09 May Space & spatial governance arrangements, incl. disaster response
Climate change is the great challenge our time. In Australia it is causing devasting fires on a scale never before seen with predictions of much worse to come. Other natural disasters are expected to increase in frequency and intensity including droughts, cyclones, extreme storms and massive coastal inundation putting lives, livelihoods, ecosystems and critical infrastructure at grave risk over the coming century. These are occurring over increasingly greater areas. The role of space and spatial systems in providing monitoring capabilities and supporting forecasting, planning, and recovery operations will be vital.
So what more can be done, that has not already been identified to deploy space and spatial capabilities to greater effect in the effort to deal with disasters?
OPPORTUNITY FOR GROWTH
The Royal Commission into National Natural Disaster Arrangements found that better national coordination in response to natural hazards is needed. A series of recommendations supporting better decision making involve data management as applied to spatial data.
“Australian, state and territory governments should explore the feasibility and practicalities of developing and maintaining nationally consistent assessments and projections of the frequency, intensity and spatial distribution of natural hazards in Australia.”
The source of much of this data is earth observation satellites owned and operated by non-Australian entities . Submissions from every state and territory as well as the Bureau of Meteorology, CSIRO and Emergency Management Australia stated that improved data capabilities from sensors, including satellite-based sensors, was required [page 116 of report].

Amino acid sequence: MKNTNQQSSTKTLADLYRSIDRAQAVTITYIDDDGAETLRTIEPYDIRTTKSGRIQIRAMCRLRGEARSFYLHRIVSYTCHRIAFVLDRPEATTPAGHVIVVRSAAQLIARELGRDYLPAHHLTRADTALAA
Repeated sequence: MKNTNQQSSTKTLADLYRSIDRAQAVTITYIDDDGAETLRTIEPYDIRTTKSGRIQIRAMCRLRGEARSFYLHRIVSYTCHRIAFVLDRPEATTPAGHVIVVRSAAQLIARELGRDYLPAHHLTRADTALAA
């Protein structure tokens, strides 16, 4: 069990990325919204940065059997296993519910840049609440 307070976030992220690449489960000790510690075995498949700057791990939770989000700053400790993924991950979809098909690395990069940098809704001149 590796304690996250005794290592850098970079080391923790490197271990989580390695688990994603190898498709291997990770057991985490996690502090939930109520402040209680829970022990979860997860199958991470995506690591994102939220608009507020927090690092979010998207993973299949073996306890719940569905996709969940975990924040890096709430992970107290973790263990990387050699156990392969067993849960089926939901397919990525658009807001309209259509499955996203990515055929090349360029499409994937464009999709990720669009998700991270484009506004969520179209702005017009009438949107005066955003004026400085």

The report noted that recommendations for nationally consistent data for disaster information has been a recurring theme in reviews and enquiries since at least 2002.
The development of a nationally coordinated approach to the use of space and spatial capabilities is becoming an increasingly high priority.
1. Australia should consider the development and implementation of a national capability plan to exploit advanced satellite enabled communications and IoT connectivity technologies that augment current systems, especially through the ability to provide short notice emergency connectivity and the rapid restoration of medium-term communications during the response and recovery phases of a natural disaster.
2. Australia should consider investing in nationally coordinated and consistent approach to data management, data fusion and analytics systems with the objective of building the equivalent of an Australian Disaster Resiliency Digital Twin. This development could support the development of optimized and sovereign solutions to gaps in national capabilities for real- time data fusion and analytics. The outcome would be a national asset that supports more effective land management, planning, emergency response and recovery across the nation.